So, I haven’t posted anything here in a while. The title of this post might be a hint as to why that is. So many things have been eating into my time as of late, primarily general college stuff like coursework and applying to Masters Programs, as well as the Passover holiday, which eats a lot of time preparing for it, and then on much of the holiday itself we can’t do things considered work, which includes writing as well as school work (which of course means I have to do it all afterward).
But the point of this post was not to complain about how life is busy, because that’s something we can say about any stage of life. And seeing as most of us are not writing full time (yet) there are even more things competing with writing for our time. But as we all know, writing is the best way to improve one’s writing. Different strategies will work for different people, but I’d like to share a couple of things I do to write when I have little time.
1: Brainstorming, worldbuilding and outlining. I always am working on plans for future projects, which all hover at different stages of progress, be it the basic brainstorming, the outlining, or even the worldbuilding stages. These individually smaller tasks that I can do for a few minutes at a time, be it between different assignments, between classes, or even during (some) classes. I often use pen and paper for this, which makes it easier to do on the go, and for the early brainstorming I can do it completely mentally. (Handwritten notes can later be transferred to my rapidly growing WikidPad information storage base.)
2: Writing on the go. I always carry a copy of my current outline with me, along with blank papers and a couple pens. Even when I don’t have time to sit and write for a sustained period, I can do little bits here and there, in between things. Again, writing a little during school is an option, but more useful to me (though it might not be an option for everyone) is writing on the subway. I live in New York City, and I use the subways or buses to get to most places in the city that aren’t right near me. While I’m not riding them every day, it’s often enough that I gain a good hour or so a week while on the train or bus to write a little (old-school style, by hand–it’s doable) or to use the time to do number 1 as well, and do some story prep work. This, of course, is easier if I get a seat, but it’s not impossible to do standing. And I get to feel like I’m making better use of my time than all the people around me playing games on their smartphones. And of course, you can also use your tablets or smartphones to type if you’ve mastered touch screen typing. (I haven’t, or I might do that.)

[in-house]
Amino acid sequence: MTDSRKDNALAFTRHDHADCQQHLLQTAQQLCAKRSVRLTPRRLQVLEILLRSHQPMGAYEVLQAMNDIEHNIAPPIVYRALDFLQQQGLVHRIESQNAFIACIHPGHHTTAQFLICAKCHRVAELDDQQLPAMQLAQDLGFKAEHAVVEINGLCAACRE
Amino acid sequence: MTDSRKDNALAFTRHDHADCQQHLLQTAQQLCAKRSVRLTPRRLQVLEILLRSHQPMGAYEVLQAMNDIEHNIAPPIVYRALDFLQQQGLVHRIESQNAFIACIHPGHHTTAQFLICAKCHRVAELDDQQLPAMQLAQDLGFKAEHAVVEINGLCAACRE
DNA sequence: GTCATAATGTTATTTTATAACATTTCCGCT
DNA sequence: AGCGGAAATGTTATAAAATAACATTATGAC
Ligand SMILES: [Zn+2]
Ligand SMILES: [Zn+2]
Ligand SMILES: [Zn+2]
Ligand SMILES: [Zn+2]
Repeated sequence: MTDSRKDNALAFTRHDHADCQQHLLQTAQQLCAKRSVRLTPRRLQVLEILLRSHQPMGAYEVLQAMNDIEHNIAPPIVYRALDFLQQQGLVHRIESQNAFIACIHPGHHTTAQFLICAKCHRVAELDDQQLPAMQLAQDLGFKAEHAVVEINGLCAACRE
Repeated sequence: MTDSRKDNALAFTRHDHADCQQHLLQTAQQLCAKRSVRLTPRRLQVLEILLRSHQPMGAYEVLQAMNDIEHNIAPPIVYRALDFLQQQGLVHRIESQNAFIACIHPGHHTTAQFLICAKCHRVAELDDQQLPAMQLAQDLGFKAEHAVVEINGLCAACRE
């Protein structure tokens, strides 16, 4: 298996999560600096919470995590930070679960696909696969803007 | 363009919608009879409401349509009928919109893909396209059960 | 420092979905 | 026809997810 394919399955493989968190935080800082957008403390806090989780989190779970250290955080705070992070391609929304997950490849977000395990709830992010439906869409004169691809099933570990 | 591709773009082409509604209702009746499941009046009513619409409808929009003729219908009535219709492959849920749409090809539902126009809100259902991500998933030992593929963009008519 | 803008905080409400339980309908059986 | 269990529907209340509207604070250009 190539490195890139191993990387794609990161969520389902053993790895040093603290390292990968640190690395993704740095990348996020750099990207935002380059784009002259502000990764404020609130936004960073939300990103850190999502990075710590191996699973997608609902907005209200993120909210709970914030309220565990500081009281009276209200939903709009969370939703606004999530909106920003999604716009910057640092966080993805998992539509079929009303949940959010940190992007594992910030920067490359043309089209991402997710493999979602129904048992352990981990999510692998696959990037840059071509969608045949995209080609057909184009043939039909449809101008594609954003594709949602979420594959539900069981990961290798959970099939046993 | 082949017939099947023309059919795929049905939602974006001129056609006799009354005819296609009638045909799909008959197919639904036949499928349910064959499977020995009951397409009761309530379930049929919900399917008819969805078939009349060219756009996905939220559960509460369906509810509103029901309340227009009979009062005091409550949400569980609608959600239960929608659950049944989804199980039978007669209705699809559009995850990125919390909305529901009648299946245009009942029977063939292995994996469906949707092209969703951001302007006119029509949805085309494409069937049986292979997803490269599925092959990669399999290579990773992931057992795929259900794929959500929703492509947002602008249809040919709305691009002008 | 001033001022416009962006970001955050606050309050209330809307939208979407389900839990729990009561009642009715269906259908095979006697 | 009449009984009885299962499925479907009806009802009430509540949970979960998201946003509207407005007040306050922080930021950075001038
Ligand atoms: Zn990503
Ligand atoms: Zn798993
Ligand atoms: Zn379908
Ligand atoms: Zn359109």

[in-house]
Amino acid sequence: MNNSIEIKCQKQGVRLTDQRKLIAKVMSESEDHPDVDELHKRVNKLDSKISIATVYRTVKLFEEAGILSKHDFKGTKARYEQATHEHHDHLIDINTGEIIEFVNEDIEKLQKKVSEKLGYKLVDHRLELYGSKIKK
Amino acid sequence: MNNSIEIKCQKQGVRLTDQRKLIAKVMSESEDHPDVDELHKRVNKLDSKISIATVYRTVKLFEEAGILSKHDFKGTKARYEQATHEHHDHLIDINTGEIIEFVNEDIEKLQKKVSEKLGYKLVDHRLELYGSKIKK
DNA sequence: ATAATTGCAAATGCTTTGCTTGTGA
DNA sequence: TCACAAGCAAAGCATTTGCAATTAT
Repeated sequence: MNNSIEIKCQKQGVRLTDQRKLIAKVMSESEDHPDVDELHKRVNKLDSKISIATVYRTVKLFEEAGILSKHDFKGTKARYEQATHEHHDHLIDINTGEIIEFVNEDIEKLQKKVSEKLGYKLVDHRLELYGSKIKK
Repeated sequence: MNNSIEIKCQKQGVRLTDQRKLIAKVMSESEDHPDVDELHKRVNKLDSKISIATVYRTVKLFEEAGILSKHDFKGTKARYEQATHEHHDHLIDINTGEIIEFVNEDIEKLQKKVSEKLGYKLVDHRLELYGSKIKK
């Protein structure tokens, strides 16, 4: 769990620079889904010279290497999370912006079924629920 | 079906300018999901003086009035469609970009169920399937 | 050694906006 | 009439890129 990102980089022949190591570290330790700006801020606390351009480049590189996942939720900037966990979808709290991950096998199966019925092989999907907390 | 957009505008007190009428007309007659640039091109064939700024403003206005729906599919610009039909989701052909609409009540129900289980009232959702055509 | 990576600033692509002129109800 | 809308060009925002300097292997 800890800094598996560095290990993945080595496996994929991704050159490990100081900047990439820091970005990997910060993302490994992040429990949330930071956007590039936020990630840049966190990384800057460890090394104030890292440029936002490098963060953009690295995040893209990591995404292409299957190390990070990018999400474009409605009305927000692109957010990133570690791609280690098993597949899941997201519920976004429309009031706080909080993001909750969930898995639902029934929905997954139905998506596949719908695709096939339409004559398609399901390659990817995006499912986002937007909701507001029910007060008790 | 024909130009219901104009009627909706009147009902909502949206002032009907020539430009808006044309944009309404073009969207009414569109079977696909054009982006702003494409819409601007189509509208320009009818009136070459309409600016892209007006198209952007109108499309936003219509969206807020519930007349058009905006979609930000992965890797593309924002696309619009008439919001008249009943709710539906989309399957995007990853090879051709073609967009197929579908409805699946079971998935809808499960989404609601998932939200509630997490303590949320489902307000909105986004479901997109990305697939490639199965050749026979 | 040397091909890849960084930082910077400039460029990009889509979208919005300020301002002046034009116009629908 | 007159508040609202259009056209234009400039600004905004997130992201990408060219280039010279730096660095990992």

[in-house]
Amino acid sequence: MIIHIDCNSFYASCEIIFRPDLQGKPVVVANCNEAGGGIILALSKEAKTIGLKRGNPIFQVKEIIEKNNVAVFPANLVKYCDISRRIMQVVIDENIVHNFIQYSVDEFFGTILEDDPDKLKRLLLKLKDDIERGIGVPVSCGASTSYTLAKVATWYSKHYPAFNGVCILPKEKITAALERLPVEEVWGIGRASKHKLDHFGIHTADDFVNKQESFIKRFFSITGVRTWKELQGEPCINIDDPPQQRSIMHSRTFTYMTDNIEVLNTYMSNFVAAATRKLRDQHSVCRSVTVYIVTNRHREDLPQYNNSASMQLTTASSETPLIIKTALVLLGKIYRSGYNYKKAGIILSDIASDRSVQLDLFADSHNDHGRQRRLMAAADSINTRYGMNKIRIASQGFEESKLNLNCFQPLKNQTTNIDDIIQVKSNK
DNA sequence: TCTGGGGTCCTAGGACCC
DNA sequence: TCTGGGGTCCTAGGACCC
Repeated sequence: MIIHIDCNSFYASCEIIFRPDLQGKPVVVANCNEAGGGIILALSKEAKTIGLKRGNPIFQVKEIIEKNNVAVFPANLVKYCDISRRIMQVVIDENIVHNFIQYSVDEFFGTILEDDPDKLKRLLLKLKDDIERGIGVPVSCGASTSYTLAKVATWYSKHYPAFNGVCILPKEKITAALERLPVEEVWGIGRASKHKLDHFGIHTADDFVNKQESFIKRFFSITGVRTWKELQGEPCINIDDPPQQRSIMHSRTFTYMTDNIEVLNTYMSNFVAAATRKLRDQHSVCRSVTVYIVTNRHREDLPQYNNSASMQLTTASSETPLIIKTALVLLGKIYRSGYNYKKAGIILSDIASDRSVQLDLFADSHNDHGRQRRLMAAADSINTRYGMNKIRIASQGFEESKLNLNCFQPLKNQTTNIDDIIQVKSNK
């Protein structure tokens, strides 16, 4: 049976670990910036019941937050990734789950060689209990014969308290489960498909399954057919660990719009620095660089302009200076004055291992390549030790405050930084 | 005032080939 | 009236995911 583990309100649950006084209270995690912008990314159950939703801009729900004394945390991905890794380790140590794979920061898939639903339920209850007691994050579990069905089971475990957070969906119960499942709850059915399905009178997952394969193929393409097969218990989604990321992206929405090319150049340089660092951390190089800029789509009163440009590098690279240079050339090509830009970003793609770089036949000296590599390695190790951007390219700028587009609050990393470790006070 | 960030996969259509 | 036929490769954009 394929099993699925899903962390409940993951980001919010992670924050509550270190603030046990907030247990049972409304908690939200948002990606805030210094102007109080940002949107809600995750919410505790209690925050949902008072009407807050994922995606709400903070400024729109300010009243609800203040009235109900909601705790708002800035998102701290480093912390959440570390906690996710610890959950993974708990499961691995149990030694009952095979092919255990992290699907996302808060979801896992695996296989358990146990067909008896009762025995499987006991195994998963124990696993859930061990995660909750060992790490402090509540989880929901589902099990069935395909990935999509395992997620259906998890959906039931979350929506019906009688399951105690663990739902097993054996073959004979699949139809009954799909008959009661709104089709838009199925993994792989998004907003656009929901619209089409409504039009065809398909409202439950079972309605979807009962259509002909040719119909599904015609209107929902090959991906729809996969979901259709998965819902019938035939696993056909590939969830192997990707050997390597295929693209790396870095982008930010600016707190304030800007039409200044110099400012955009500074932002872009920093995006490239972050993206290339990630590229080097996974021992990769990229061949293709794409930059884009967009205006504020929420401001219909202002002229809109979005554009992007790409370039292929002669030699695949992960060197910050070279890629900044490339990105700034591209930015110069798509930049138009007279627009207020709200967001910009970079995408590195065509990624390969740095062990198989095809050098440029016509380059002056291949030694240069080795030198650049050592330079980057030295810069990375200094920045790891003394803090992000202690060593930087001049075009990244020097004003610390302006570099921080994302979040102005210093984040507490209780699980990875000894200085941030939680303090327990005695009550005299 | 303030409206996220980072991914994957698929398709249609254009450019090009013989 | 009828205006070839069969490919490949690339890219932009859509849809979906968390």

3: Writing sprints. This is something I’m relatively new to. I was originally introduced to the idea of writing sprints through twitter, where sci-fi/fantasy author Mary Robinette Kowal occasionally does 15 minute writing sprints with anyone who wants to participate. A writing sprint is exactly what it sounds like. You set a timer (I’ve generally done 15 minute ones, but obviously you can make them as long or short as you want/need) and write as many word as you can in that set time (and when done on twitter, everyone reports their word total at the end). I first joined in on one of her writing sprints because it sounded interesting, and I found I both enjoyed it and was productive during it, writing over 200 words during the sprint, keeping up with everyone, published authors included. So I did another, ending up being late for a class. Then I realized I could do it during class, and since then I’ve done 1 or 2 sprints during the class(es) where I felt I could afford to not take notes for 15 minutes. These I did by hand as well, and I’ve been able to consistently keep up a good word count, and it has definitely helped me get a lot of writing done for time spent.
Of course, you don’t need to do them during class or other things as I do. In fact it’s probably better not to, if you can. No matter how busy we are, we can find 15 minutes to simply write.
So that’s it for now. (I may also be out of time again.) Those are the things I do most often to get myself to get writing done when there’s very little time. I hope you find at least some of them useful, and if anyone’s ever in the mood for a writing sprint, feel free to contact me at Twitter (@yakovmerkin). Now that I have a smartphone, I’m on Twitter most of the time, so I’ll be available to do sprints with people online, whatever else I might be doing. I know it’s more useful than listening to lectures, a lot of the time.
So until next time, which hopefully won’t be too long from now, keep writing–however little time you might have. A little writing is infinitely more useful than no writing.